New resource to encourage greater inclusion for children with disability
Parliamentary Secretary for Disabilities and Carers, Senator Jan McLucas, today launched a new resource book which aims to promote inclusion of children with disability in mainstream early education and care services.
Senator McLucas said the book, Participating and Belonging: Inclusion in Practice was produced by Victoria’s largest early childhood intervention and inclusion support agency Noah’s Ark.
“Based on the latest research and literature, the book fills a gap in knowledge and practical guidance for a range of early childhood workers who work with young children with disability and their families,” Senator McLucas said.
“The book will be distributed to educators, early childhood professionals and children’s services consultants and will aim to encourage greater inclusion of children with disability in mainstream early education and care services.
Senator McLucas said the book is the culmination of Noah’s Ark’s Early Childhood Intervention and Inclusion project – a celebration of the support provided by Noah’s Ark over the past 40 years.
“Noah’s Ark provides critical support services for young children with a range of disabilities and developmental delays and their families across Victoria, ensuring they get the best possible start to life and are prepared for school.
“It is a testament to their tremendous success that Noah’s Ark has become Victoria’s largest early childhood intervention and inclusion support agency, currently working with over 1,600 families.
“And they are spreading the impact of their work further across the state by providing training and support to a range of child service providers throughout Victoria.”
Chief Executive Officer of Noah’s Ark, John Forster said it is more important than ever to make sure children with disabilities don’t miss out on the essential learning experiences they get when they are successfully included along with the rest of the community.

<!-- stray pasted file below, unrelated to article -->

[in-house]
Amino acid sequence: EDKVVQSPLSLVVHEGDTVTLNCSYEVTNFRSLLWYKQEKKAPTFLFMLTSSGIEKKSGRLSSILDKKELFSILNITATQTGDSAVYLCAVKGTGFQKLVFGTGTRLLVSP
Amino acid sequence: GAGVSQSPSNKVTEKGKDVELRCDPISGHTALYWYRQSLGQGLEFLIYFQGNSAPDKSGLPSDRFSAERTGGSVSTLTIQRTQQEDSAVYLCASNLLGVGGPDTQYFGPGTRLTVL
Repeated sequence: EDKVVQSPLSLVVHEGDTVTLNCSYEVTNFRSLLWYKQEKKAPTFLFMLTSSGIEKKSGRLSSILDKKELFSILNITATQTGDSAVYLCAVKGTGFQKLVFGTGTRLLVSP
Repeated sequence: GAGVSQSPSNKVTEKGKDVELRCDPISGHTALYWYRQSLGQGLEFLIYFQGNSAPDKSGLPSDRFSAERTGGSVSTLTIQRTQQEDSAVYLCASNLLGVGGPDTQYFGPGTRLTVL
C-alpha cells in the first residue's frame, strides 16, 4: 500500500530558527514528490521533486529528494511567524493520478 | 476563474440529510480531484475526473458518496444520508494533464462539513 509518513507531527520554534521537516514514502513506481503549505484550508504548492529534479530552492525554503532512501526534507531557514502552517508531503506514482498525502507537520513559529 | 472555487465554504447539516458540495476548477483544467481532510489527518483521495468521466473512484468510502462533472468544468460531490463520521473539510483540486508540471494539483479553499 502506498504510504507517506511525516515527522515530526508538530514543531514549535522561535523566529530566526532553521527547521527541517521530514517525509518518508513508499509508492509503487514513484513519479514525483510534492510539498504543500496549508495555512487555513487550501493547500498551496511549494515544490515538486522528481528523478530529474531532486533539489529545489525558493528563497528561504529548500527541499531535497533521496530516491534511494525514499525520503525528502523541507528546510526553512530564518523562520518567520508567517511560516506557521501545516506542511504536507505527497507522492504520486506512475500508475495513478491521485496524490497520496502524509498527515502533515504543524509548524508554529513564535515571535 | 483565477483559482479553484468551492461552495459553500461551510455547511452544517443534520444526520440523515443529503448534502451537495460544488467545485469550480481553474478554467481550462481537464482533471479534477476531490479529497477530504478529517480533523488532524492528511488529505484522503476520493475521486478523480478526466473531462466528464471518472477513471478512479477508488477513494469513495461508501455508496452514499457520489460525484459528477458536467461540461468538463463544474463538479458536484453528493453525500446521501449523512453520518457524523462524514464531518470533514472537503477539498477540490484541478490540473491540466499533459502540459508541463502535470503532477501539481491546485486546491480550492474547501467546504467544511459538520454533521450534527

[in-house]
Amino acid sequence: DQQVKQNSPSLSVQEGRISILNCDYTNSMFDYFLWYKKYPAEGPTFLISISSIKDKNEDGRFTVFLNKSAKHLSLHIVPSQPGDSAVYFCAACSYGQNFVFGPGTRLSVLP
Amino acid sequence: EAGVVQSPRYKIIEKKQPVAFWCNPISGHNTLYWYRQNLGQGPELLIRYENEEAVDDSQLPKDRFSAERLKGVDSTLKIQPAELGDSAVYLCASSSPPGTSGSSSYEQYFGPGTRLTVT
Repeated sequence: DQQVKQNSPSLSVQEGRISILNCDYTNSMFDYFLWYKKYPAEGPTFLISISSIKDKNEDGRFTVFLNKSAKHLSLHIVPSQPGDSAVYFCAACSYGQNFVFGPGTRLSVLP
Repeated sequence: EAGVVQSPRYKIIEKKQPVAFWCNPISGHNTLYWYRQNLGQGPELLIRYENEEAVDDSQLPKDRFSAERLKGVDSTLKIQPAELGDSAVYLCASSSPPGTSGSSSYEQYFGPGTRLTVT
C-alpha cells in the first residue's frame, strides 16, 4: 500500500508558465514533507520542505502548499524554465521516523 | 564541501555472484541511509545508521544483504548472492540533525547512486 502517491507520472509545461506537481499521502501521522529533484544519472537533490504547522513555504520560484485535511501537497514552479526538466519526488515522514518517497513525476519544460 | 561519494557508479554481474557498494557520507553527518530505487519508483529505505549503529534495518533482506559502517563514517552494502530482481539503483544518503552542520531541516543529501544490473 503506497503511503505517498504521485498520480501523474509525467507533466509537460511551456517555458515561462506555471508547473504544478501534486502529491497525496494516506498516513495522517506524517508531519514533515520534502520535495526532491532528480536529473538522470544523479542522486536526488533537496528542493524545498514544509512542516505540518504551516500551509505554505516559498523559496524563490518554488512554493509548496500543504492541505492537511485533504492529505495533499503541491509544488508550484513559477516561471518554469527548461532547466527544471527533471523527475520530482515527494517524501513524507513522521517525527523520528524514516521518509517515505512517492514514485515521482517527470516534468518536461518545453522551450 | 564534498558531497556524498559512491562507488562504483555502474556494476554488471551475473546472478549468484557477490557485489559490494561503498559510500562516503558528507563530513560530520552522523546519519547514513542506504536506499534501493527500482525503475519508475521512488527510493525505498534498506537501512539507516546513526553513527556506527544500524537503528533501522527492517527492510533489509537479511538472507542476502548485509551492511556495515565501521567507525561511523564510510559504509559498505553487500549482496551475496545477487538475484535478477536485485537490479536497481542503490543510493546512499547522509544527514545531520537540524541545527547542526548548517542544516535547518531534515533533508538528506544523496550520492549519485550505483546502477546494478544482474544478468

“There is increasing community recognition of the critical importance of the early years of children’s lives and significant Australian Government led reforms in this area,” said Mr Forster.
“The commitment to improving the quality of child care and kindergarten through the National Quality Framework and the introduction of a universal 15 hours program for all 4 year olds indicate how the learning and development of all young children is being taken seriously.”
“Participating and Belonging: Inclusion in Practice will assist early childhood educators meet the needs of all children in the community, including children with disabilities, and make sure every child benefits from improved services.
“The practices in this resource show that children with disabilities can learn and develop along with their peers when they are recognised as individuals and teaching approaches, routines and experiences are adapted appropriately.”
“It’s quite achievable, but educators need to be properly supported”.
Senator McLucas said the Australian Government is working hard to improve support and care for children with disability and their families.
“We know that providing support as early as possible can make a huge difference to the development and lifelong learning of children with disability – it better prepares them for school, helps them participate in everyday activities, and gives them the best chance of reaching their full potential.
“That is why we have provided more than $220 million under the Helping Children with Autism package and more that $140 million under the Better Start for Children with Disability initiative, to help eligible children gain increased access to early intervention services and therapies.
Senator McLucas said the Government would continue to focus on supporting these children and families as it works to build a National Disability Insurance Scheme.
“A National Disability Insurance Scheme would really focus on making sure early intervention services are available to families when they need them, so our children start on the right foot,” she said.
The Australian Government is investing $1 billion over four years for the first stage of a National Disability Insurance Scheme.
The first stage will launch in five states and territories across Australia – in Victoria, New South Wales, South Australia, Tasmania and the Australian Capital Territory. This means that from the middle of next year, thousands of Australians with disability, their families and carers will start to benefit from the first stage of an NDIS.
Among the launches is a children’s cohort model which will be launched in South Australia for eligible children across the State aged between 0-14.